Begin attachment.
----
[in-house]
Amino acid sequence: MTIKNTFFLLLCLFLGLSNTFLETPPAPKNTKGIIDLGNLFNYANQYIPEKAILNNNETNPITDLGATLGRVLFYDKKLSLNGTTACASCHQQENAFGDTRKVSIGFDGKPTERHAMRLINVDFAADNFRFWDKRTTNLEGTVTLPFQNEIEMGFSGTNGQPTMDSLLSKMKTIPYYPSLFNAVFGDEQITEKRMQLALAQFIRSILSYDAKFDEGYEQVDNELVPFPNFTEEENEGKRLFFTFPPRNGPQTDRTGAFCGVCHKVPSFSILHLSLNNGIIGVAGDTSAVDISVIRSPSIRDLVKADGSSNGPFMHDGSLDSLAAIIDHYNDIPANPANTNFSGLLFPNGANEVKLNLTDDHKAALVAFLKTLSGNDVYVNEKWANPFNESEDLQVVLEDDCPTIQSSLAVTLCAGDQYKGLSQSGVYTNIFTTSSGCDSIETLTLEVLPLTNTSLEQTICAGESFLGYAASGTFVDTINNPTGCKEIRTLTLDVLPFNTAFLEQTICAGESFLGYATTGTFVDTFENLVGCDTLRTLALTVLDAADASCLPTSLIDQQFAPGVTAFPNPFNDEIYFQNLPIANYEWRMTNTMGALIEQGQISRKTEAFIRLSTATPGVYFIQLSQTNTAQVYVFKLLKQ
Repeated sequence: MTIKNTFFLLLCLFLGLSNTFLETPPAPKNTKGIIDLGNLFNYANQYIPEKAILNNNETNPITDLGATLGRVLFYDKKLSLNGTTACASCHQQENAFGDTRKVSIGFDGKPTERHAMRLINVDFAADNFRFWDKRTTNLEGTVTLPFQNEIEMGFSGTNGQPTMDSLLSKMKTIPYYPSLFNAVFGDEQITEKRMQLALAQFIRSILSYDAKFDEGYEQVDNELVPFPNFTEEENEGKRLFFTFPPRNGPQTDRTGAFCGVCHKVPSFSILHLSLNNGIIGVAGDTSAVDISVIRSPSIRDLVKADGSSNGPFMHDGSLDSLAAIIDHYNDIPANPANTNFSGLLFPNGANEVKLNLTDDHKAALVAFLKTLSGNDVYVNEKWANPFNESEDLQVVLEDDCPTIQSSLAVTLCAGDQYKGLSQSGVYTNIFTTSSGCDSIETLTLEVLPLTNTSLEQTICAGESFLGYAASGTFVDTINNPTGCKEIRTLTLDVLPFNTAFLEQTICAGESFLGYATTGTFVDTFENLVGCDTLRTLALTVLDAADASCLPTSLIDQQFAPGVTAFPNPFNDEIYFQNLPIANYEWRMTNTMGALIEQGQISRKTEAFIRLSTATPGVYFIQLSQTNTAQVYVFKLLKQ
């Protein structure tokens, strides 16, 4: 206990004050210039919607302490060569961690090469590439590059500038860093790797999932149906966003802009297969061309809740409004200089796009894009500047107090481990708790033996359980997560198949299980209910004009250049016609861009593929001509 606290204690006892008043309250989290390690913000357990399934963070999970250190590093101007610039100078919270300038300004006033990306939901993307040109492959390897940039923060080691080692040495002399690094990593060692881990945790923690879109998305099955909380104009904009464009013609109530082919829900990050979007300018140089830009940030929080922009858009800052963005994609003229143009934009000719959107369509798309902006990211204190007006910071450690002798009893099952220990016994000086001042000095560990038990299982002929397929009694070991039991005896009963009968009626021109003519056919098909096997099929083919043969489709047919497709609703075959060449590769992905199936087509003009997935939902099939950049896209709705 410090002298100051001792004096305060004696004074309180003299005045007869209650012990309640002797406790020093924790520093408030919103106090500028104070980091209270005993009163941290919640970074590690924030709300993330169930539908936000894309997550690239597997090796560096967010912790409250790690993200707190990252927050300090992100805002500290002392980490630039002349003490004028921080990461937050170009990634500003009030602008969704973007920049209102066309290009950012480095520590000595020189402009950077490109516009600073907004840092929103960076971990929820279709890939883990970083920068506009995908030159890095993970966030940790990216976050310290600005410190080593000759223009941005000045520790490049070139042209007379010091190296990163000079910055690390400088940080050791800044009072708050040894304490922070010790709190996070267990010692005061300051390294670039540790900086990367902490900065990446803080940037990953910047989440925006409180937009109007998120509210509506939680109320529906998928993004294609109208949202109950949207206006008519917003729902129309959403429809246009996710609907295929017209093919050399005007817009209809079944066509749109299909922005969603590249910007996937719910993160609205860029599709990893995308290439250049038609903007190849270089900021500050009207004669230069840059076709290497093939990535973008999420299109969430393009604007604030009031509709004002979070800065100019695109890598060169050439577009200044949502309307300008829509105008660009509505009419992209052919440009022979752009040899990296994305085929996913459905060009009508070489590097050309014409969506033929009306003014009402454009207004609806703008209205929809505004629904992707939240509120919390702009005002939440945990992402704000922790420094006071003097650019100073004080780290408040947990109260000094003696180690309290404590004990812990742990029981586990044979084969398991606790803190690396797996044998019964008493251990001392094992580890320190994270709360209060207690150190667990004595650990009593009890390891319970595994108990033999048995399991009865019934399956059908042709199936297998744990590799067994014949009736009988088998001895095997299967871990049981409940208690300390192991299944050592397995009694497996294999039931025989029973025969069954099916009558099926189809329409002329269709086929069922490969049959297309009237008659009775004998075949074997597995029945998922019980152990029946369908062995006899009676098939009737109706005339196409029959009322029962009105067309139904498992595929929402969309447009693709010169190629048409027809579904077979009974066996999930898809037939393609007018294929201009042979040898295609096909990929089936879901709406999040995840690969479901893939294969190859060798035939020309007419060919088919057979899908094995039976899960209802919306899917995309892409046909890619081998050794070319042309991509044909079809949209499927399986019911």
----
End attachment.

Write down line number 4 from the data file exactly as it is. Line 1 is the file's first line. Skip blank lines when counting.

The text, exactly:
């Protein structure tokens, strides 16, 4: 206990004050210039919607302490060569961690090469590439590059500038860093790797999932149906966003802009297969061309809740409004200089796009894009500047107090481990708790033996359980997560198949299980209910004009250049016609861009593929001509 606290204690006892008043309250989290390690913000357990399934963070999970250190590093101007610039100078919270300038300004006033990306939901993307040109492959390897940039923060080691080692040495002399690094990593060692881990945790923690879109998305099955909380104009904009464009013609109530082919829900990050979007300018140089830009940030929080922009858009800052963005994609003229143009934009000719959107369509798309902006990211204190007006910071450690002798009893099952220990016994000086001042000095560990038990299982002929397929009694070991039991005896009963009968009626021109003519056919098909096997099929083919043969489709047919497709609703075959060449590769992905199936087509003009997935939902099939950049896209709705 410090002298100051001792004096305060004696004074309180003299005045007869209650012990309640002797406790020093924790520093408030919103106090500028104070980091209270005993009163941290919640970074590690924030709300993330169930539908936000894309997550690239597997090796560096967010912790409250790690993200707190990252927050300090992100805002500290002392980490630039002349003490004028921080990461937050170009990634500003009030602008969704973007920049209102066309290009950012480095520590000595020189402009950077490109516009600073907004840092929103960076971990929820279709890939883990970083920068506009995908030159890095993970966030940790990216976050310290600005410190080593000759223009941005000045520790490049070139042209007379010091190296990163000079910055690390400088940080050791800044009072708050040894304490922070010790709190996070267990010692005061300051390294670039540790900086990367902490900065990446803080940037990953910047989440925006409180937009109007998120509210509506939680109320529906998928993004294609109208949202109950949207206006008519917003729902129309959403429809246009996710609907295929017209093919050399005007817009209809079944066509749109299909922005969603590249910007996937719910993160609205860029599709990893995308290439250049038609903007190849270089900021500050009207004669230069840059076709290497093939990535973008999420299109969430393009604007604030009031509709004002979070800065100019695109890598060169050439577009200044949502309307300008829509105008660009509505009419992209052919440009022979752009040899990296994305085929996913459905060009009508070489590097050309014409969506033929009306003014009402454009207004609806703008209205929809505004629904992707939240509120919390702009005002939440945990992402704000922790420094006071003097650019100073004080780290408040947990109260000094003696180690309290404590004990812990742990029981586990044979084969398991606790803190690396797996044998019964008493251990001392094992580890320190994270709360209060207690150190667990004595650990009593009890390891319970595994108990033999048995399991009865019934399956059908042709199936297998744990590799067994014949009736009988088998001895095997299967871990049981409940208690300390192991299944050592397995009694497996294999039931025989029973025969069954099916009558099926189809329409002329269709086929069922490969049959297309009237008659009775004998075949074997597995029945998922019980152990029946369908062995006899009676098939009737109706005339196409029959009322029962009105067309139904498992595929929402969309447009693709010169190629048409027809579904077979009974066996999930898809037939393609007018294929201009042979040898295609096909990929089936879901709406999040995840690969479901893939294969190859060798035939020309007419060919088919057979899908094995039976899960209802919306899917995309892409046909890619081998050794070319042309991509044909079809949209499927399986019911």